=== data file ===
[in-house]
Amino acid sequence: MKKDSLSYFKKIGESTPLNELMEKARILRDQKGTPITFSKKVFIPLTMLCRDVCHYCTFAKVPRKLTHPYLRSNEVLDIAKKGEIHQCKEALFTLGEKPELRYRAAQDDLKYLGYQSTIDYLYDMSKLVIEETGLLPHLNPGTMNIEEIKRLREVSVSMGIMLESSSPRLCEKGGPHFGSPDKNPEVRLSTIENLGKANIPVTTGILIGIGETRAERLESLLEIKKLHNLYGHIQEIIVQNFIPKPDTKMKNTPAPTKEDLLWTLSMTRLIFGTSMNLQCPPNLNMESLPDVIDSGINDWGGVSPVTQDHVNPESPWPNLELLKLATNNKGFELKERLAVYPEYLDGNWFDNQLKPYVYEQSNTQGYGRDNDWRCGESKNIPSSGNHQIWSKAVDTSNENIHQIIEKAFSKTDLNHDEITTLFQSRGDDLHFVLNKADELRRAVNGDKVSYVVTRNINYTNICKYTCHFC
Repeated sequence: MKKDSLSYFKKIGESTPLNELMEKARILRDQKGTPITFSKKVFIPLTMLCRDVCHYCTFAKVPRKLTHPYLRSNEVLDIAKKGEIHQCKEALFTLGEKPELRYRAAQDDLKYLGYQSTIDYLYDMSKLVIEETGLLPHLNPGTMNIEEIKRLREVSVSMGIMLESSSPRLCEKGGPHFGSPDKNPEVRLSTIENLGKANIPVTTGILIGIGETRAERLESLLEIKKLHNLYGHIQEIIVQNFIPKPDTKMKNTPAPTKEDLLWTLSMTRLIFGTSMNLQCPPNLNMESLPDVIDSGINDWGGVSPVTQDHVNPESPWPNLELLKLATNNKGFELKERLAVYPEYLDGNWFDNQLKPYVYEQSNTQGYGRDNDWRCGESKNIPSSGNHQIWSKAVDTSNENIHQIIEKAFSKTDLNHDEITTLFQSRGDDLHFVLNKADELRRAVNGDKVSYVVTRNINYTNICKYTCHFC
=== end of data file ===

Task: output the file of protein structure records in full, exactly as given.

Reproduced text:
[in-house]
Amino acid sequence: MKKDSLSYFKKIGESTPLNELMEKARILRDQKGTPITFSKKVFIPLTMLCRDVCHYCTFAKVPRKLTHPYLRSNEVLDIAKKGEIHQCKEALFTLGEKPELRYRAAQDDLKYLGYQSTIDYLYDMSKLVIEETGLLPHLNPGTMNIEEIKRLREVSVSMGIMLESSSPRLCEKGGPHFGSPDKNPEVRLSTIENLGKANIPVTTGILIGIGETRAERLESLLEIKKLHNLYGHIQEIIVQNFIPKPDTKMKNTPAPTKEDLLWTLSMTRLIFGTSMNLQCPPNLNMESLPDVIDSGINDWGGVSPVTQDHVNPESPWPNLELLKLATNNKGFELKERLAVYPEYLDGNWFDNQLKPYVYEQSNTQGYGRDNDWRCGESKNIPSSGNHQIWSKAVDTSNENIHQIIEKAFSKTDLNHDEITTLFQSRGDDLHFVLNKADELRRAVNGDKVSYVVTRNINYTNICKYTCHFC
Repeated sequence: MKKDSLSYFKKIGESTPLNELMEKARILRDQKGTPITFSKKVFIPLTMLCRDVCHYCTFAKVPRKLTHPYLRSNEVLDIAKKGEIHQCKEALFTLGEKPELRYRAAQDDLKYLGYQSTIDYLYDMSKLVIEETGLLPHLNPGTMNIEEIKRLREVSVSMGIMLESSSPRLCEKGGPHFGSPDKNPEVRLSTIENLGKANIPVTTGILIGIGETRAERLESLLEIKKLHNLYGHIQEIIVQNFIPKPDTKMKNTPAPTKEDLLWTLSMTRLIFGTSMNLQCPPNLNMESLPDVIDSGINDWGGVSPVTQDHVNPESPWPNLELLKLATNNKGFELKERLAVYPEYLDGNWFDNQLKPYVYEQSNTQGYGRDNDWRCGESKNIPSSGNHQIWSKAVDTSNENIHQIIEKAFSKTDLNHDEITTLFQSRGDDLHFVLNKADELRRAVNGDKVSYVVTRNINYTNICKYTCHFC